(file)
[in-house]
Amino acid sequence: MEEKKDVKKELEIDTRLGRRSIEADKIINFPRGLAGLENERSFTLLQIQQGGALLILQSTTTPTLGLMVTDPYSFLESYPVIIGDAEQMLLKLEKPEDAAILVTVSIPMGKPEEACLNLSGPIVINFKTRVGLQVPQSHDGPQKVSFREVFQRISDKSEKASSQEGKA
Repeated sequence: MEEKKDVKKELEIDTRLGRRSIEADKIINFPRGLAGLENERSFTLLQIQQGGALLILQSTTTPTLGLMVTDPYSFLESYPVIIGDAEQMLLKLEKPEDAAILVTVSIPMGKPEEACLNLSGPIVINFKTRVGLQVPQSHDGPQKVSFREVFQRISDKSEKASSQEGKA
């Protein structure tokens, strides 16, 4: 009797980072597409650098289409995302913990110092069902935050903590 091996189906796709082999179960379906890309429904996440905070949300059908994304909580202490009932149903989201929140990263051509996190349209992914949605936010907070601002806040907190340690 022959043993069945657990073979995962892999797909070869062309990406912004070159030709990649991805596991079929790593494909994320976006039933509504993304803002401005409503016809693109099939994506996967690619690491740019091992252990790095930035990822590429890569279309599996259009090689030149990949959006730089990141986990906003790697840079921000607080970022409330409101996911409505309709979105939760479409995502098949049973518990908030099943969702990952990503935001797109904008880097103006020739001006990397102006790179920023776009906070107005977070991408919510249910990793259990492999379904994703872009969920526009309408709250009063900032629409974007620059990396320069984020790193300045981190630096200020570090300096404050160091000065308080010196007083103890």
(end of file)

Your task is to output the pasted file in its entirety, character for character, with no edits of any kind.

[in-house]
Amino acid sequence: MEEKKDVKKELEIDTRLGRRSIEADKIINFPRGLAGLENERSFTLLQIQQGGALLILQSTTTPTLGLMVTDPYSFLESYPVIIGDAEQMLLKLEKPEDAAILVTVSIPMGKPEEACLNLSGPIVINFKTRVGLQVPQSHDGPQKVSFREVFQRISDKSEKASSQEGKA
Repeated sequence: MEEKKDVKKELEIDTRLGRRSIEADKIINFPRGLAGLENERSFTLLQIQQGGALLILQSTTTPTLGLMVTDPYSFLESYPVIIGDAEQMLLKLEKPEDAAILVTVSIPMGKPEEACLNLSGPIVINFKTRVGLQVPQSHDGPQKVSFREVFQRISDKSEKASSQEGKA
């Protein structure tokens, strides 16, 4: 009797980072597409650098289409995302913990110092069902935050903590 091996189906796709082999179960379906890309429904996440905070949300059908994304909580202490009932149903989201929140990263051509996190349209992914949605936010907070601002806040907190340690 022959043993069945657990073979995962892999797909070869062309990406912004070159030709990649991805596991079929790593494909994320976006039933509504993304803002401005409503016809693109099939994506996967690619690491740019091992252990790095930035990822590429890569279309599996259009090689030149990949959006730089990141986990906003790697840079921000607080970022409330409101996911409505309709979105939760479409995502098949049973518990908030099943969702990952990503935001797109904008880097103006020739001006990397102006790179920023776009906070107005977070991408919510249910990793259990492999379904994703872009969920526009309408709250009063900032629409974007620059990396320069984020790193300045981190630096200020570090300096404050160091000065308080010196007083103890």